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Surtax Officer Vs. Industrial Machinery Mfrs. (P.) - Court Judgment

LegalCrystal Citation
CourtIncome Tax Appellate Tribunal ITAT Ahmedabad
Decided On
Judge
Reported in(1984)10ITD768(Ahd.)
AppellantSurtax Officer
Respondentindustrial Machinery Mfrs. (P.)
Excerpt:
.....the accountant member, who is a party to this bench, had some doubts about the correctness of that view. in view of this, the matter was referred to the president for constituting a large bench to resolve the dispute as to the correctness of the view expressed by the delhi bench, whether the deposit made by a company under section 2(8) can be taken as paying surcharge on income-tax payable by a company so that that amount could be aggregated with the income-tax payable and deducted in arriving at the chargeable profits. hence, this special bench.(p. 791) the learned judicial member, who was a party to the order of the tribunal in the case of daulat ram dharambir auto (p.) ltd. (supra), had written a concurring order explaining why she is changing her views. in the case of daulat ram.....
Judgment:
1. In this appeal filed by the revenue, directed against the order of the Commissioner (Appeals), the following grounds are taken : 1. The learned Commissioner (Appeals) erred in law and on facts in holding that the rectification of the mistake under Section 13 of the Companies (Profits) Surtax Act, 1964 ('the Surtax Act'), was not justified.

2. He further erred in cancelling the rectification order under Section 13.

3. It is, therefore, prayed that the order of the Commissioner (Appeals) be set aside and the order of the ITO be restored.

2. At the time of hearing before us, it was submitted that on similar facts an identical issue was decided in favour of the revenue vide ST Appeal No. 12 (Ahd.) of 1983, dated 7-3-1984, in the case of Shri Ambika Mills ltd. v. Surtax Officer [1984] 8 ITD 576 (Ahd.). We have gone through a copy of the said order and we concur with the reasoning and decision reached therein. Following the same respectfully, we decide this appeal in favour of the revenue. We would only like to add that deposit made under the Central Sales Tax Act, 1956 is an asset, not only under the law but also as per the principles of accountancy.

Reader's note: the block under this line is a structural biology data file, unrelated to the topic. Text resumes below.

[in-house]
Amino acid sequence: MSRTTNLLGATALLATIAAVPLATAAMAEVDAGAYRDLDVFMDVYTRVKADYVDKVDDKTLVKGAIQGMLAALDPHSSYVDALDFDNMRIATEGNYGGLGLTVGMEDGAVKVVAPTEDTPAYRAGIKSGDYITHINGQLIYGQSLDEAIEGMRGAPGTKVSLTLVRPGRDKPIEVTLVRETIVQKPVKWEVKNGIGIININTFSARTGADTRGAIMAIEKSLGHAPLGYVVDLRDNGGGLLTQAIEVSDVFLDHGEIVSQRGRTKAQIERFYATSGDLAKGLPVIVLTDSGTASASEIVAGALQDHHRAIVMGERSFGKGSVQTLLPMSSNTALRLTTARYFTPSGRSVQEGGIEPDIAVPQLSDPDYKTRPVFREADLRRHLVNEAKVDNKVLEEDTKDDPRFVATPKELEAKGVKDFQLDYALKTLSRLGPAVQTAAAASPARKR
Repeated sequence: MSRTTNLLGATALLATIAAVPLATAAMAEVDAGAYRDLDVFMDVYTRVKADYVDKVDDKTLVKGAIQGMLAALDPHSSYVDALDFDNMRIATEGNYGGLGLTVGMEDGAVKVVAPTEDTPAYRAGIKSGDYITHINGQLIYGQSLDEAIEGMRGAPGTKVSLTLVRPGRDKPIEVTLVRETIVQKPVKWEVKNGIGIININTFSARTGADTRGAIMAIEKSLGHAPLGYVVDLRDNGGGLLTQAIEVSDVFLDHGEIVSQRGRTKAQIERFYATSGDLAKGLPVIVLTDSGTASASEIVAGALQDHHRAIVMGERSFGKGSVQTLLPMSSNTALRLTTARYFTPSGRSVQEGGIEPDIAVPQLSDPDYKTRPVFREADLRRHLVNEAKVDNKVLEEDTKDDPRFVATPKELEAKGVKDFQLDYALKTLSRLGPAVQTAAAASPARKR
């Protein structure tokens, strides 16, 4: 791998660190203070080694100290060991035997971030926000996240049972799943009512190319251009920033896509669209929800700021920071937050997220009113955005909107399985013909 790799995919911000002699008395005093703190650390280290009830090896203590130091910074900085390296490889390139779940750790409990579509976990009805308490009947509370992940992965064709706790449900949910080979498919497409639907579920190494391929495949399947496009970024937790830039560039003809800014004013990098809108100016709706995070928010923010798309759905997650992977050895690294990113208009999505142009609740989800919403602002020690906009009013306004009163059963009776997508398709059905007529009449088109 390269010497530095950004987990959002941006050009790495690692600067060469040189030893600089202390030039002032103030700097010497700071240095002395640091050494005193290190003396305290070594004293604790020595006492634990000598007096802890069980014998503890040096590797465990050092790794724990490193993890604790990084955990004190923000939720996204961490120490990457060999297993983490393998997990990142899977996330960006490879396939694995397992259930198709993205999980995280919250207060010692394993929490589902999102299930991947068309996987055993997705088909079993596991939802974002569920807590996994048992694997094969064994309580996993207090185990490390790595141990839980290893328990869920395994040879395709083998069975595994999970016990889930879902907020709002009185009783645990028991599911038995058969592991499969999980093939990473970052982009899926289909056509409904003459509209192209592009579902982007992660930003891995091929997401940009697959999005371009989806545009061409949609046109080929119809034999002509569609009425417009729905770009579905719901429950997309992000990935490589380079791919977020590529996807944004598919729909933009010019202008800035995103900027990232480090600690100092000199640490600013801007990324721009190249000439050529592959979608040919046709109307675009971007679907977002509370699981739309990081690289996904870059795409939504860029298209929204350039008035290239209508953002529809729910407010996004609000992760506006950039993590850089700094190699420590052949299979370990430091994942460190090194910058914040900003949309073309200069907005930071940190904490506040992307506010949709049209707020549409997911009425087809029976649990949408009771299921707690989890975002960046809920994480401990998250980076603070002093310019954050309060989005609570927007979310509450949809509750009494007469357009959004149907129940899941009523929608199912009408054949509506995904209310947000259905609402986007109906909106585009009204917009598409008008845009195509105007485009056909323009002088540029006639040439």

An asset is never a liability as per the concepts either in law or in accountancy. Hence, any attempt in treating an asset as a liability is only a mistake apparent on record. Controversy sought to be treated or even if treated should be disregarded to thwart such attempts galore.

1. I have carefully gone through the order of my learned brother as well as the order of the Tribunal (of which my learned brother was a party), in the case of Shri Ambica Mills Ltd. (supra) and I am not in a position to persuade myself to agree with the view taken by my learned brother. In my opinion, the appeal filed by the revenue deserves to be dismissed for the reasons stated in the subsequent paragraphs.